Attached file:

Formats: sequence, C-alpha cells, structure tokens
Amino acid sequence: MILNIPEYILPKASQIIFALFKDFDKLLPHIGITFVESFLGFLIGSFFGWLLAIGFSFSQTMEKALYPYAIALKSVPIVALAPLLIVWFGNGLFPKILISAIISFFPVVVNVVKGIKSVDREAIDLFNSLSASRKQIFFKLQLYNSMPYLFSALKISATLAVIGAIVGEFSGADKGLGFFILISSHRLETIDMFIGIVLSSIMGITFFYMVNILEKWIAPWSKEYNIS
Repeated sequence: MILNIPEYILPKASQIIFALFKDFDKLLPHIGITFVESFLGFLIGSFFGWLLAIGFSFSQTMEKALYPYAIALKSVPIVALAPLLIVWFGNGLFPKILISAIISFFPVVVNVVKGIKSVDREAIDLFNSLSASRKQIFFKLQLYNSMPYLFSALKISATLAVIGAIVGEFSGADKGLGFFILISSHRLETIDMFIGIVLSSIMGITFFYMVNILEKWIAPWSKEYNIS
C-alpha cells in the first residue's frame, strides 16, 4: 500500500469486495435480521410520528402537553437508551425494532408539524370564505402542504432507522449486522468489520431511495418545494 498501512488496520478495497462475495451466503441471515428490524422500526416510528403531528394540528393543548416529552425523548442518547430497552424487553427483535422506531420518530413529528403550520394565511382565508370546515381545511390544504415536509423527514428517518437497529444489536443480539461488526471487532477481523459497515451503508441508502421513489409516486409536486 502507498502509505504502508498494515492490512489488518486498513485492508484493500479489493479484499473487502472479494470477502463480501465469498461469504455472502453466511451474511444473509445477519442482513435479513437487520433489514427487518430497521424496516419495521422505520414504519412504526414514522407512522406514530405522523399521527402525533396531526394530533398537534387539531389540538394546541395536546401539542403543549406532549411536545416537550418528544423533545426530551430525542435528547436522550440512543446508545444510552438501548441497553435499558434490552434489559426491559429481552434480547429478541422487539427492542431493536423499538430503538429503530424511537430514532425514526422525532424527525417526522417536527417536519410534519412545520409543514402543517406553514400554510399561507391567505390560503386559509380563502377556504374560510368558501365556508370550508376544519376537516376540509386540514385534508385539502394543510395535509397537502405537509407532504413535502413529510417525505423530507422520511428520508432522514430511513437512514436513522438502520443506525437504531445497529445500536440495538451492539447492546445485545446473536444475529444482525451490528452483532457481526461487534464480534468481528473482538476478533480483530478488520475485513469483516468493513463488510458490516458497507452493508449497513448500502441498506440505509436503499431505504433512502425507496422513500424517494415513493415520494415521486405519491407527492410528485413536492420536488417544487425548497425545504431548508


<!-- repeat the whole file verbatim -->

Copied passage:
Formats: sequence, C-alpha cells, structure tokens
Amino acid sequence: MILNIPEYILPKASQIIFALFKDFDKLLPHIGITFVESFLGFLIGSFFGWLLAIGFSFSQTMEKALYPYAIALKSVPIVALAPLLIVWFGNGLFPKILISAIISFFPVVVNVVKGIKSVDREAIDLFNSLSASRKQIFFKLQLYNSMPYLFSALKISATLAVIGAIVGEFSGADKGLGFFILISSHRLETIDMFIGIVLSSIMGITFFYMVNILEKWIAPWSKEYNIS
Repeated sequence: MILNIPEYILPKASQIIFALFKDFDKLLPHIGITFVESFLGFLIGSFFGWLLAIGFSFSQTMEKALYPYAIALKSVPIVALAPLLIVWFGNGLFPKILISAIISFFPVVVNVVKGIKSVDREAIDLFNSLSASRKQIFFKLQLYNSMPYLFSALKISATLAVIGAIVGEFSGADKGLGFFILISSHRLETIDMFIGIVLSSIMGITFFYMVNILEKWIAPWSKEYNIS
C-alpha cells in the first residue's frame, strides 16, 4: 500500500469486495435480521410520528402537553437508551425494532408539524370564505402542504432507522449486522468489520431511495418545494 498501512488496520478495497462475495451466503441471515428490524422500526416510528403531528394540528393543548416529552425523548442518547430497552424487553427483535422506531420518530413529528403550520394565511382565508370546515381545511390544504415536509423527514428517518437497529444489536443480539461488526471487532477481523459497515451503508441508502421513489409516486409536486 502507498502509505504502508498494515492490512489488518486498513485492508484493500479489493479484499473487502472479494470477502463480501465469498461469504455472502453466511451474511444473509445477519442482513435479513437487520433489514427487518430497521424496516419495521422505520414504519412504526414514522407512522406514530405522523399521527402525533396531526394530533398537534387539531389540538394546541395536546401539542403543549406532549411536545416537550418528544423533545426530551430525542435528547436522550440512543446508545444510552438501548441497553435499558434490552434489559426491559429481552434480547429478541422487539427492542431493536423499538430503538429503530424511537430514532425514526422525532424527525417526522417536527417536519410534519412545520409543514402543517406553514400554510399561507391567505390560503386559509380563502377556504374560510368558501365556508370550508376544519376537516376540509386540514385534508385539502394543510395535509397537502405537509407532504413535502413529510417525505423530507422520511428520508432522514430511513437512514436513522438502520443506525437504531445497529445500536440495538451492539447492546445485545446473536444475529444482525451490528452483532457481526461487534464480534468481528473482538476478533480483530478488520475485513469483516468493513463488510458490516458497507452493508449497513448500502441498506440505509436503499431505504433512502425507496422513500424517494415513493415520494415521486405519491407527492410528485413536492420536488417544487425548497425545504431548508